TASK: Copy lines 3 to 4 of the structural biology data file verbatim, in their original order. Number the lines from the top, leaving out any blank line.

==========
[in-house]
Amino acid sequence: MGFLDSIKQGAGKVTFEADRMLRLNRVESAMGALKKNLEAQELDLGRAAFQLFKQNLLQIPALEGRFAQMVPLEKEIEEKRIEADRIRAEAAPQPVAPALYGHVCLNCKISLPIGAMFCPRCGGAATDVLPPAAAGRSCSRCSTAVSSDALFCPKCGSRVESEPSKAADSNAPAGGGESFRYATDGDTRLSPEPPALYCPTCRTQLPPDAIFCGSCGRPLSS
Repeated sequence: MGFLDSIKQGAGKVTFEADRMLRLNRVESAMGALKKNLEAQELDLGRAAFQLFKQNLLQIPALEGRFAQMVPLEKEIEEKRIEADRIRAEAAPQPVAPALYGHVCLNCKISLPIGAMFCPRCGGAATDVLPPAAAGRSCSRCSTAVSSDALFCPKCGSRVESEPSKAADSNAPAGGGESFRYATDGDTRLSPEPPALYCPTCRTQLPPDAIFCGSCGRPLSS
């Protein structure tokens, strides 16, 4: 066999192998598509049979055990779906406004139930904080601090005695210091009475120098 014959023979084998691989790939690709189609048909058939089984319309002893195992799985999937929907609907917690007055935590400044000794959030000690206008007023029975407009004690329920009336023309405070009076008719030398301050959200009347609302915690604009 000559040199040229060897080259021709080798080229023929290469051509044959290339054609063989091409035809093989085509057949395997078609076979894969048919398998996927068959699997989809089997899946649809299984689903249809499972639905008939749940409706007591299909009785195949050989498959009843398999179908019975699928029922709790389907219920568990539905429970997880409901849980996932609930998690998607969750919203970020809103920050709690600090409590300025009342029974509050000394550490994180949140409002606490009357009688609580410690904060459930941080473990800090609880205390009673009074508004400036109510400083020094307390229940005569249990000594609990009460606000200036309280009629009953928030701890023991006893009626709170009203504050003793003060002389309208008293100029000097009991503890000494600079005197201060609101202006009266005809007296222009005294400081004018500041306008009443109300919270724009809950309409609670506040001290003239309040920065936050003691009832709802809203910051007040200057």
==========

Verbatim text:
Repeated sequence: MGFLDSIKQGAGKVTFEADRMLRLNRVESAMGALKKNLEAQELDLGRAAFQLFKQNLLQIPALEGRFAQMVPLEKEIEEKRIEADRIRAEAAPQPVAPALYGHVCLNCKISLPIGAMFCPRCGGAATDVLPPAAAGRSCSRCSTAVSSDALFCPKCGSRVESEPSKAADSNAPAGGGESFRYATDGDTRLSPEPPALYCPTCRTQLPPDAIFCGSCGRPLSS
């Protein structure tokens, strides 16, 4: 066999192998598509049979055990779906406004139930904080601090005695210091009475120098 014959023979084998691989790939690709189609048909058939089984319309002893195992799985999937929907609907917690007055935590400044000794959030000690206008007023029975407009004690329920009336023309405070009076008719030398301050959200009347609302915690604009 000559040199040229060897080259021709080798080229023929290469051509044959290339054609063989091409035809093989085509057949395997078609076979894969048919398998996927068959699997989809089997899946649809299984689903249809499972639905008939749940409706007591299909009785195949050989498959009843398999179908019975699928029922709790389907219920568990539905429970997880409901849980996932609930998690998607969750919203970020809103920050709690600090409590300025009342029974509050000394550490994180949140409002606490009357009688609580410690904060459930941080473990800090609880205390009673009074508004400036109510400083020094307390229940005569249990000594609990009460606000200036309280009629009953928030701890023991006893009626709170009203504050003793003060002389309208008293100029000097009991503890000494600079005197201060609101202006009266005809007296222009005294400081004018500041306008009443109300919270724009809950309409609670506040001290003239309040920065936050003691009832709802809203910051007040200057």